Much has been written about the phrase low-hanging fruit. The metaphor’s origins are fairly obvious, referring to obtaining quick wins through minimal effort.
But how good is the metaphor? For harvesters, starting with the lowest hanging fruit is not the best strategy. Fruit near the top of a tree is generally riper and ready to eat, due to better sun exposure. Fruit can also be heavy, and harvesters who start at the top of the tree can work their way down as their bags grow heavier. Then there’s this insightful warning from one author’s mother, who cautioned that the blackberries near the bottom of the bush are the ones most likely to have been peed on by an animal.
Pee notwithstanding, the Department of Labor and the NLRB have seized on the low-hanging fruit strategy as a way to go after companies that misclassify independent contractors.
Last month the two agencies signed a Memorandum of Understanding, agreeing to share information and better coordinate investigations when they suspect there have been violations of the law.
While the DOL and NLRB apply different tests to determine Who Is My Employee?, it’s likely that a relationship failing one test also fails the other. Violators of one law are the low-hanging fruit.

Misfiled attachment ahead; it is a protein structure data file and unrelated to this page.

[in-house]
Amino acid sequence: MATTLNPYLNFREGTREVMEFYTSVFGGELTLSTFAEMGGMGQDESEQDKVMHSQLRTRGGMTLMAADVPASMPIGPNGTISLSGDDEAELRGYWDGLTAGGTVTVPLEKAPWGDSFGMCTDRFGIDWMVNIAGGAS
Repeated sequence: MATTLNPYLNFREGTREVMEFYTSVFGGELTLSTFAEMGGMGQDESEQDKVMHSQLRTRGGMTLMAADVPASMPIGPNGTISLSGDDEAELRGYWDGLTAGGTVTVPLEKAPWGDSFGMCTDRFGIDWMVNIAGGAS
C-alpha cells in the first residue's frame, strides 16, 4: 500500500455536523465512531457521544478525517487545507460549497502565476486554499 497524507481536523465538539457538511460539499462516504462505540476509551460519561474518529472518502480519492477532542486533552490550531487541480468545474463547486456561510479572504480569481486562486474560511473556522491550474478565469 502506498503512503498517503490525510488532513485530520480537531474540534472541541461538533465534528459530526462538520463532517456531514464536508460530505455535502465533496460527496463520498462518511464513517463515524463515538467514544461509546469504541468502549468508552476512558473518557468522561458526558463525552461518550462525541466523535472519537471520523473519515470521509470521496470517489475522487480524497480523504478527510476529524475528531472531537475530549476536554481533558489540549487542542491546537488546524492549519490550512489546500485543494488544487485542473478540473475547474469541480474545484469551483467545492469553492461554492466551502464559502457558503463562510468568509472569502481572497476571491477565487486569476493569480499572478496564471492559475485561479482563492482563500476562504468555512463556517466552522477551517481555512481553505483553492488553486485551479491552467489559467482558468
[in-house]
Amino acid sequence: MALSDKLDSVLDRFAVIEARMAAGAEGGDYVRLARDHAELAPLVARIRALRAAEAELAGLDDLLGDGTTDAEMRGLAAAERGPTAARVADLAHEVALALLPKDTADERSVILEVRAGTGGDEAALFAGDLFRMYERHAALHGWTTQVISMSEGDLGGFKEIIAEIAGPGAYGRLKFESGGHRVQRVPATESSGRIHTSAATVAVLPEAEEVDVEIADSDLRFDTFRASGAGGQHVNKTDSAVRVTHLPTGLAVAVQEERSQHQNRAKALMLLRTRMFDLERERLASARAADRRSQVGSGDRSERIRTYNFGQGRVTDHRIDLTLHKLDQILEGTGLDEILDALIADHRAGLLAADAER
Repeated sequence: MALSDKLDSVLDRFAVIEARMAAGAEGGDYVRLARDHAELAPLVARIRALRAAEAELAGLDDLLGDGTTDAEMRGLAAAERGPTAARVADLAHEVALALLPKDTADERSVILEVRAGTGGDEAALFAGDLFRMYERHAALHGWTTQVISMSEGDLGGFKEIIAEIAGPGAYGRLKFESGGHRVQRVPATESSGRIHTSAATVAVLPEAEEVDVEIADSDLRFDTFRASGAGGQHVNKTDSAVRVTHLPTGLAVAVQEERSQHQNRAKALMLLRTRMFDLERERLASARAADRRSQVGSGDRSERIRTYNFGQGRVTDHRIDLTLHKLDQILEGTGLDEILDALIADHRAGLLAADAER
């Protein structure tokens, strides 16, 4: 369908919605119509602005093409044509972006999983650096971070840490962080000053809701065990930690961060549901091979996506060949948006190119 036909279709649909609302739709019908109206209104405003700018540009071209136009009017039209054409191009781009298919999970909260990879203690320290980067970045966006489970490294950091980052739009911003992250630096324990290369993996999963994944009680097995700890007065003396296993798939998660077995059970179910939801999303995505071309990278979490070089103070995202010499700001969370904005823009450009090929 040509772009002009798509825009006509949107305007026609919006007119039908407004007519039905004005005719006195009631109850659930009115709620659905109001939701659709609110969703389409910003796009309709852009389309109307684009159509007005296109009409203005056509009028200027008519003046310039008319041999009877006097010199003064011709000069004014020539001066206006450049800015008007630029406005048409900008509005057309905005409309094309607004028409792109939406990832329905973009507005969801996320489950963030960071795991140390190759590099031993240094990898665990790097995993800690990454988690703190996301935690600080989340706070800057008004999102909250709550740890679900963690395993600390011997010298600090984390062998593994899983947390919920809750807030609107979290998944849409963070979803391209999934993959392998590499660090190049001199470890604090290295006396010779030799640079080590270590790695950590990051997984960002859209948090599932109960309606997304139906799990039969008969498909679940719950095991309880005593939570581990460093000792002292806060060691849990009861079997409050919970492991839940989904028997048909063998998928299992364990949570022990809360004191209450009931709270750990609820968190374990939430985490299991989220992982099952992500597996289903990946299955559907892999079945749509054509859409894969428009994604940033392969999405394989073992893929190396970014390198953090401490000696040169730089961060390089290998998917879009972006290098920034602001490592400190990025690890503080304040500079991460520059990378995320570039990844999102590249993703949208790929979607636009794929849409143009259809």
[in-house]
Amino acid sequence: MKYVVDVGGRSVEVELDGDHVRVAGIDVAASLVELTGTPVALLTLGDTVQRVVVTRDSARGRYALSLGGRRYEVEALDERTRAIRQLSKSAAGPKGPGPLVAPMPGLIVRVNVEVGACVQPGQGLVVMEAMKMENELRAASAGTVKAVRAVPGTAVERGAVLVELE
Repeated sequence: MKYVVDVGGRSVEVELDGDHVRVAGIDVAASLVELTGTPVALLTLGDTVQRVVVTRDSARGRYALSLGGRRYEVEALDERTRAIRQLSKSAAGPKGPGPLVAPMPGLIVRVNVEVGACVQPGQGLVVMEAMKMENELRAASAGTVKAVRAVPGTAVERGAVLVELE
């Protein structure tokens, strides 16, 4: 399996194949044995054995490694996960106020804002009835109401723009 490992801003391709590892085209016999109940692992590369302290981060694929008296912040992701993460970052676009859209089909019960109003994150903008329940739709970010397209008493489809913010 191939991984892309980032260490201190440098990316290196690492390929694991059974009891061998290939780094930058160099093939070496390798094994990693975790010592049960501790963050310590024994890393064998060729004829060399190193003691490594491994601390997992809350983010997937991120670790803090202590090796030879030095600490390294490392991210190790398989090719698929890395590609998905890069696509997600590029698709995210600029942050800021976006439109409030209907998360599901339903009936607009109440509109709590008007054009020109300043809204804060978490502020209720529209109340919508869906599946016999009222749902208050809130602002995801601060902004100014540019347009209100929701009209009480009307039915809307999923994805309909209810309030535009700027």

What does that mean for businesses? It means that if the NLRB believes your company misclassified its independent contractors, they’ll share that information with the DOL, which would be pleased to piggyback on the NLRB’s finding and tag you with wage and hour violations as well. And vice versa.
The information sharing arrangement raises the stakes for alleged violators. Companies found to be in violation of one law are more likely to be found in violation of multiple laws. And that means more fines, more assessments, and more disruption to your business.
For the DOL and NLRB, the information-sharing arrangement means they’ll go after each other’s targets and seek to double up on penalties. For companies whose independent contractors may resemble employees, it means you’re the blackberry that’s about to get peed on.
© 2022 Todd Lebowitz, posted on WhoIsMyEmployee.com, Exploring Issues of Independent Contractor Misclassification and Joint Employment. All rights reserved.